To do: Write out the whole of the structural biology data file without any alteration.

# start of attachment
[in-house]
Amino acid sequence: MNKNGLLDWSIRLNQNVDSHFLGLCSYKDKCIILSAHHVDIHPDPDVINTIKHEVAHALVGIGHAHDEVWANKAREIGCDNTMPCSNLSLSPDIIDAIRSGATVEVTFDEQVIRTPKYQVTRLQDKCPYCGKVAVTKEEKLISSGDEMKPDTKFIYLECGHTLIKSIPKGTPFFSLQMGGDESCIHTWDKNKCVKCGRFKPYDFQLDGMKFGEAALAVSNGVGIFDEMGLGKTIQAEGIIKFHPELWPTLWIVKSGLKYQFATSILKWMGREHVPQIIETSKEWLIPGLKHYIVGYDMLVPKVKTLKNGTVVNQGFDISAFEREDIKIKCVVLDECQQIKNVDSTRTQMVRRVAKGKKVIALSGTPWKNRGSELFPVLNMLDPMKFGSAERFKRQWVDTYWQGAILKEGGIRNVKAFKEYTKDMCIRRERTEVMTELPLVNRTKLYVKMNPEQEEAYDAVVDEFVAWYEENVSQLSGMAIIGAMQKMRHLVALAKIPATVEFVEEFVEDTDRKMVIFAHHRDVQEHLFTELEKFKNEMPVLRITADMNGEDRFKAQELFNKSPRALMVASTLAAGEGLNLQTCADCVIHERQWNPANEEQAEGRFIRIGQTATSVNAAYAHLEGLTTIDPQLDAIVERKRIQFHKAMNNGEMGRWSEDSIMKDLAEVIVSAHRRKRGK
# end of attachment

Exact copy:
[in-house]
Amino acid sequence: MNKNGLLDWSIRLNQNVDSHFLGLCSYKDKCIILSAHHVDIHPDPDVINTIKHEVAHALVGIGHAHDEVWANKAREIGCDNTMPCSNLSLSPDIIDAIRSGATVEVTFDEQVIRTPKYQVTRLQDKCPYCGKVAVTKEEKLISSGDEMKPDTKFIYLECGHTLIKSIPKGTPFFSLQMGGDESCIHTWDKNKCVKCGRFKPYDFQLDGMKFGEAALAVSNGVGIFDEMGLGKTIQAEGIIKFHPELWPTLWIVKSGLKYQFATSILKWMGREHVPQIIETSKEWLIPGLKHYIVGYDMLVPKVKTLKNGTVVNQGFDISAFEREDIKIKCVVLDECQQIKNVDSTRTQMVRRVAKGKKVIALSGTPWKNRGSELFPVLNMLDPMKFGSAERFKRQWVDTYWQGAILKEGGIRNVKAFKEYTKDMCIRRERTEVMTELPLVNRTKLYVKMNPEQEEAYDAVVDEFVAWYEENVSQLSGMAIIGAMQKMRHLVALAKIPATVEFVEEFVEDTDRKMVIFAHHRDVQEHLFTELEKFKNEMPVLRITADMNGEDRFKAQELFNKSPRALMVASTLAAGEGLNLQTCADCVIHERQWNPANEEQAEGRFIRIGQTATSVNAAYAHLEGLTTIDPQLDAIVERKRIQFHKAMNNGEMGRWSEDSIMKDLAEVIVSAHRRKRGK